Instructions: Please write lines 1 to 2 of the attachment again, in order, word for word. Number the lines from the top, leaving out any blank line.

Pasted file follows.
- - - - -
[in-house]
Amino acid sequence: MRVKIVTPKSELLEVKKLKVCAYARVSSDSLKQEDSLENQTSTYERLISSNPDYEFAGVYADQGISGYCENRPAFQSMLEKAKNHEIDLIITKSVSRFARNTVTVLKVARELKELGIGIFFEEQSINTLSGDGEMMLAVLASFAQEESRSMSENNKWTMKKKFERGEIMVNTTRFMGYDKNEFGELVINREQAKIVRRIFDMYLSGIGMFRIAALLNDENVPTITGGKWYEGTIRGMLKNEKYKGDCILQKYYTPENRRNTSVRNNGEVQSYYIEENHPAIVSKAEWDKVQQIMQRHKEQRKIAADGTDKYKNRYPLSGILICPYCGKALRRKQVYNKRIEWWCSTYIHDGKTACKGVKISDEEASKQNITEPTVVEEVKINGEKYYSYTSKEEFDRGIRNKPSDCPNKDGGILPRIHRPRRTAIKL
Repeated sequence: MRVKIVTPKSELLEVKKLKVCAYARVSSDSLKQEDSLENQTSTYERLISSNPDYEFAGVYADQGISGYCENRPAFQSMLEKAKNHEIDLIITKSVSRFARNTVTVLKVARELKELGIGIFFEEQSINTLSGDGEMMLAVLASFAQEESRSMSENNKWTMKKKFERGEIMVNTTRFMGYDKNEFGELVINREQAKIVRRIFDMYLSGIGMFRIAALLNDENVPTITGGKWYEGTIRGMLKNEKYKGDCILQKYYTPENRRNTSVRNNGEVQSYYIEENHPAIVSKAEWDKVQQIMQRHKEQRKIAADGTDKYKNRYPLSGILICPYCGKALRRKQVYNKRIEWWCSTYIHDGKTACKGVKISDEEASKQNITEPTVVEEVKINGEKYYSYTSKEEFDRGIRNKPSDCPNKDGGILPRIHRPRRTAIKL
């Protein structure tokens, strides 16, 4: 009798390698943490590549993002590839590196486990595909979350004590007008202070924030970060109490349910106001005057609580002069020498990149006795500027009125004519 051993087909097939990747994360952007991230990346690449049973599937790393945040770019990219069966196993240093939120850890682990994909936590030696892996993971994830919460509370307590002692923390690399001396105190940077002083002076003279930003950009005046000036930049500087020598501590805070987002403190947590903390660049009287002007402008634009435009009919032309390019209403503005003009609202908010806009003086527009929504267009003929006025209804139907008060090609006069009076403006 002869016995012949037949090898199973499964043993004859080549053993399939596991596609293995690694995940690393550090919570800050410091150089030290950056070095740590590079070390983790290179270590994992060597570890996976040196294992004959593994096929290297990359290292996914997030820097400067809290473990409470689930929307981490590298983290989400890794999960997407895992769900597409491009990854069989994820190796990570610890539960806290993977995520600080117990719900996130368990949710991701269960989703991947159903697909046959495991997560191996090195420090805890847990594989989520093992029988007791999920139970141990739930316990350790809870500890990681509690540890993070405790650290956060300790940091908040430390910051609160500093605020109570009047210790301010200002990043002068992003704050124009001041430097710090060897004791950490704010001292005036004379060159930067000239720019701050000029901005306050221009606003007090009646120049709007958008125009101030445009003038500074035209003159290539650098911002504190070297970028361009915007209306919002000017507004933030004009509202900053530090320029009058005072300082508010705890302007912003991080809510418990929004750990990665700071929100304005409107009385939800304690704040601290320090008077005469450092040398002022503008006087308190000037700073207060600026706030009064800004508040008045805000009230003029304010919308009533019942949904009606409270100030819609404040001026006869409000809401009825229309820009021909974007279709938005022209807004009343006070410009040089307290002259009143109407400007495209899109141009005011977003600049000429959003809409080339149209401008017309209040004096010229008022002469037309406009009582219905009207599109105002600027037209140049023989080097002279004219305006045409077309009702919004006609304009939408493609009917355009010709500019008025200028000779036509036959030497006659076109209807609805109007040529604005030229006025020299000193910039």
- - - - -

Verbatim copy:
[in-house]
Amino acid sequence: MRVKIVTPKSELLEVKKLKVCAYARVSSDSLKQEDSLENQTSTYERLISSNPDYEFAGVYADQGISGYCENRPAFQSMLEKAKNHEIDLIITKSVSRFARNTVTVLKVARELKELGIGIFFEEQSINTLSGDGEMMLAVLASFAQEESRSMSENNKWTMKKKFERGEIMVNTTRFMGYDKNEFGELVINREQAKIVRRIFDMYLSGIGMFRIAALLNDENVPTITGGKWYEGTIRGMLKNEKYKGDCILQKYYTPENRRNTSVRNNGEVQSYYIEENHPAIVSKAEWDKVQQIMQRHKEQRKIAADGTDKYKNRYPLSGILICPYCGKALRRKQVYNKRIEWWCSTYIHDGKTACKGVKISDEEASKQNITEPTVVEEVKINGEKYYSYTSKEEFDRGIRNKPSDCPNKDGGILPRIHRPRRTAIKL